Posting Cash with the CSLB in Lieu of a California Contractor’s License Bond
As a condition for maintaining an active contractor’s license in California, all contractors must file a $15,000 license bond with the Contractors State License Board and this amount has generally increased over time to keep pace with inflation. An exception to this rule allows contractors to post $15,000 cash with the CSLB in lieu of a bond, subject to certain restrictions. Is this a viable strategy, and if so, under what circumstances should contractors consider this alternative? Let’s look at the pros and cons of each option to see which solution is most advantageous for contractors.
Pro’s of Posting Cash In Lieu of a License Bond
Potential Cash Savings
Posting cash in lieu of a bond will save a contractor the amount of their annual bond premium. Bond premiums can range from anywhere around $100 per year for contractors with good credit, to well over $1400 for those with bad credit or other licensing issues. Some contractors with exceptionally poor credit or unpaid bond claims may have trouble obtaining a bond at any price. Clearly those individuals with poor credit have much more to gain in the way of bond premiums by posting cash vs. those with good credit, though this is a high risk, high reward trade-off.
Potential Cash Flow Stability
The cost of bonding can fluctuate greatly from year to year based upon many factors, with credit being among the most important. When posting cash with the CSLB, the cost of a bond alternative will always be $15,000, which is refundable in the event a contractor remains claims free. In addition, if a contractor posts a certificate of deposit or passbook savings account, they do maintain rights to any interest earned during the period in question.
Con’s of Posting Cash in Lieu of a License Bond
Lack Of Liquidity
Contractor’s considering posting cash with the CSLB should be aware that their $15,000 deposit will not be released by the CSLB until the earlier of three years after the expiration of a contractor’s license, or three years after a contractor’s license becomes inactive. The three year waiting period is implemented by the CSLB to cover claims that may occur against a contractor at a future date, including after a contractor ceases operations. This time constraint is a huge detriment when factoring in the time value of money and is likely a deal breaker for most contractors considering the option of posting cash, even for those with poor credit.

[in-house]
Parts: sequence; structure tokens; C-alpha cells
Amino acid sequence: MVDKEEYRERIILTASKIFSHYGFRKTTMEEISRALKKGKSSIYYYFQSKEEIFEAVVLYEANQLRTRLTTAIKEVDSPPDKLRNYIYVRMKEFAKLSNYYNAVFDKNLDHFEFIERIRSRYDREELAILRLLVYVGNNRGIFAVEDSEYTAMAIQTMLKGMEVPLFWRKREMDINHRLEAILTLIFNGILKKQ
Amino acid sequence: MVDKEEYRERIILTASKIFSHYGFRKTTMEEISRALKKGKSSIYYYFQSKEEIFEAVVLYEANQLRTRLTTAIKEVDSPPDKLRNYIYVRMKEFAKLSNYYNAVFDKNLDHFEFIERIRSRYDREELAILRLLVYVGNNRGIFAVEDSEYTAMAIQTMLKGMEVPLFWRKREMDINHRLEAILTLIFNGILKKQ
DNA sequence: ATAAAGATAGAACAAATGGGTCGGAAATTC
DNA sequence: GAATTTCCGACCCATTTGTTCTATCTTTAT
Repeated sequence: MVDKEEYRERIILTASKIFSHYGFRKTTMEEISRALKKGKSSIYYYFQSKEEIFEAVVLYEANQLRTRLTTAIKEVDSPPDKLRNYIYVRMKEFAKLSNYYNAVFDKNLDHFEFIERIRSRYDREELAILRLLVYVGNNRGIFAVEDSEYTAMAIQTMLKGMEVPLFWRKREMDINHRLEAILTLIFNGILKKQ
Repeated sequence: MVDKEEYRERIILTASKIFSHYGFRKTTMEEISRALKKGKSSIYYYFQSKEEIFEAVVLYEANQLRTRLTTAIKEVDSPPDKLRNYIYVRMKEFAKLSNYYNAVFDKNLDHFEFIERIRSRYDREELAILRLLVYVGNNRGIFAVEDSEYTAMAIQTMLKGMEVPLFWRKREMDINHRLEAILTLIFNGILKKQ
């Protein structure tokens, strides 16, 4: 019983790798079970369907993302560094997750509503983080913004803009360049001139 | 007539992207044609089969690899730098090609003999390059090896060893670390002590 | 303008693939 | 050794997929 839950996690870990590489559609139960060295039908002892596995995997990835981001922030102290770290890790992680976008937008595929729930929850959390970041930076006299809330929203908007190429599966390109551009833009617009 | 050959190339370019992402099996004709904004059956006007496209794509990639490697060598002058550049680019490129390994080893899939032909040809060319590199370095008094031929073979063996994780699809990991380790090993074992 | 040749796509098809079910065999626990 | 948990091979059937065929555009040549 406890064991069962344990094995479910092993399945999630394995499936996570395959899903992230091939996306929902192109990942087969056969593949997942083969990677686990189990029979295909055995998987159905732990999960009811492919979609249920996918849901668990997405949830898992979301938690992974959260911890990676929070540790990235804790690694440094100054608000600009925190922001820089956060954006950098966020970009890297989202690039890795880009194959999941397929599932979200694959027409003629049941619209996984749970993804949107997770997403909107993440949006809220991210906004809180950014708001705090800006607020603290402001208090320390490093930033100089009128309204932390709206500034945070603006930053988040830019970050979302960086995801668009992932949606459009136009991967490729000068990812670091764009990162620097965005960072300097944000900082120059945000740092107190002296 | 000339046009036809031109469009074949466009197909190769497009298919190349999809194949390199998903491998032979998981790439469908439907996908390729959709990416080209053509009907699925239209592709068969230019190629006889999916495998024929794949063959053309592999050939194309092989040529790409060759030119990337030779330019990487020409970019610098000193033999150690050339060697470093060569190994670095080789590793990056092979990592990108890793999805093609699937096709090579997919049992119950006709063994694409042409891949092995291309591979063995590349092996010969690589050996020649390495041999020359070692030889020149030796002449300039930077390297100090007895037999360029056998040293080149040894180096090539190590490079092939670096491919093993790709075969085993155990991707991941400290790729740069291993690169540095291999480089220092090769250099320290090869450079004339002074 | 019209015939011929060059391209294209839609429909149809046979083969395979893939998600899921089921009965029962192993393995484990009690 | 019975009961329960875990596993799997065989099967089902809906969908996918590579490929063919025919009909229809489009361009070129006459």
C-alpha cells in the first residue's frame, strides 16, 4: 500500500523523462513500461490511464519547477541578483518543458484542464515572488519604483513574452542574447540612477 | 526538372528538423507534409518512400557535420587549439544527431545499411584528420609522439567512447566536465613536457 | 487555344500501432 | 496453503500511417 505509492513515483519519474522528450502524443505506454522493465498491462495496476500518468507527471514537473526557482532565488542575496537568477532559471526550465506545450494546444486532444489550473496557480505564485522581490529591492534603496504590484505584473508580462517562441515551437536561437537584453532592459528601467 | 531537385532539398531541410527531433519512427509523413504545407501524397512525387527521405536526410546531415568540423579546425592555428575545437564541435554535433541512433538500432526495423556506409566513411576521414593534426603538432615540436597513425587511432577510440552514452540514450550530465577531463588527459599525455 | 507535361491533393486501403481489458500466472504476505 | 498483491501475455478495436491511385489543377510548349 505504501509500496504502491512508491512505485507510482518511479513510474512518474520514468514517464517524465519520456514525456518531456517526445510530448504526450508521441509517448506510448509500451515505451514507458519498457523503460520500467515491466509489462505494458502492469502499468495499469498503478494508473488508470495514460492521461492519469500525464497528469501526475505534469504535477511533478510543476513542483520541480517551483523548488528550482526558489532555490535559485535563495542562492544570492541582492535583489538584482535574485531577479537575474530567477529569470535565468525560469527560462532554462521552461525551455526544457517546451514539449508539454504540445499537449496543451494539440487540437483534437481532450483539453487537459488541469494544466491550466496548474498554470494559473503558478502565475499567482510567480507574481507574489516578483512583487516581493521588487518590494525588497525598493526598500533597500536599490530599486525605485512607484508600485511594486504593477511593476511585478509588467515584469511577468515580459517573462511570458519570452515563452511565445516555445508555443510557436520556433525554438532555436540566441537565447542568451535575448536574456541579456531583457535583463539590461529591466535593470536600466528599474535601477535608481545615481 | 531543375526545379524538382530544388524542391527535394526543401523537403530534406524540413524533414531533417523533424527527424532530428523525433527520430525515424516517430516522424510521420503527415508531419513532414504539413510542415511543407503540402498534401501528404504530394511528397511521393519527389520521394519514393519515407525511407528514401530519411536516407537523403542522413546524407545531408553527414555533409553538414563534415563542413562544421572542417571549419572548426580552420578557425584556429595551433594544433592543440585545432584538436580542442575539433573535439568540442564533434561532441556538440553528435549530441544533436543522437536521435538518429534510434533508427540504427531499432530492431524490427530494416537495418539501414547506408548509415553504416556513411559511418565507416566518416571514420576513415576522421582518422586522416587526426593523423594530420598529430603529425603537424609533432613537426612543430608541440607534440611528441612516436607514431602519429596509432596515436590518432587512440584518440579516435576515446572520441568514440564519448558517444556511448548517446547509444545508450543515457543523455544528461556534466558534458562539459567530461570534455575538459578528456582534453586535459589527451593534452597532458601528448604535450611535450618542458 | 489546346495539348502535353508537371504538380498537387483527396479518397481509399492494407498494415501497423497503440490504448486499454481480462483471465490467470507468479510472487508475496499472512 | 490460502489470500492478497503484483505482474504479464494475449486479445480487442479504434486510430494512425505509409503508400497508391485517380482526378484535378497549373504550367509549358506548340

Time Value of Money
Contractors with good credit will pay a little less than 1% of the face value of a bond in premiums per year, while those with poor credit will pay a little more than 10%. When considering whether to post cash or a bond, a contractor with $15,000 liquid cash should carefully consider what return on investment they could get with their cash if they choose to invest the principle and purchase a bond at market rate. For those with good credit, investment returns exceeding 1% (the cost of 1 year’s bond) might be manageable, while those paying 10% or more in bond premiums as a percentage of a bonds face value have much more to gain by posting cash. Put another way, what interest rate would a contractor have to pay, assuming they have poor credit, if they tried to get an unsecured loan for $15,000 from a financial institution to use as collateral with the CSLB in lieu of a bond? This gives a clear cost of funds analogy and assuming an unsecured loan was provided, the interest rate would likely be well in excess of 10%, the approximate cost of bonding.
What Happens In the Event of a Claim?
Contractors and sureties share a common objective in wanting to avoid bond claim payouts whenever possible as it’s financially detrimental for both parties. However, attorneys hired by a surety to investigate a potential bond claim are much better equipped to validate or refute a potential claim as compared to a contractor that has posted cash. Contractors posting cash are responsible themselves for defending potential bond claims. With this in mind, contractors posting cash may have to invest significantly in both time and money to protect their $15,000 deposit in the event of a claim, giving sureties a natural advantage in this area.
While each contractor should carefully weigh the benefits of posting cash as compared to the cost and associated benefits of purchasing a bond, for some contractors bonding may be a better alternative as a result of the liquidity restrictions with posting cash, and the foregone associated benefits of bonding. This seems to play out predictably in reality as the overwhelming majority of contractors choose bonding as opposed to posting cash. While posting cash may make sense under certain circumstances, contractors looking to post cash should carefully review the rules and guidelines established by the CSLB before making any final decisions. Contractors may want to seek legal or professional advice prior to drawing any of their own conclusions.
For more information on the requirements of posting cash with the CSLB, please click here.
By Jeremy Schaedler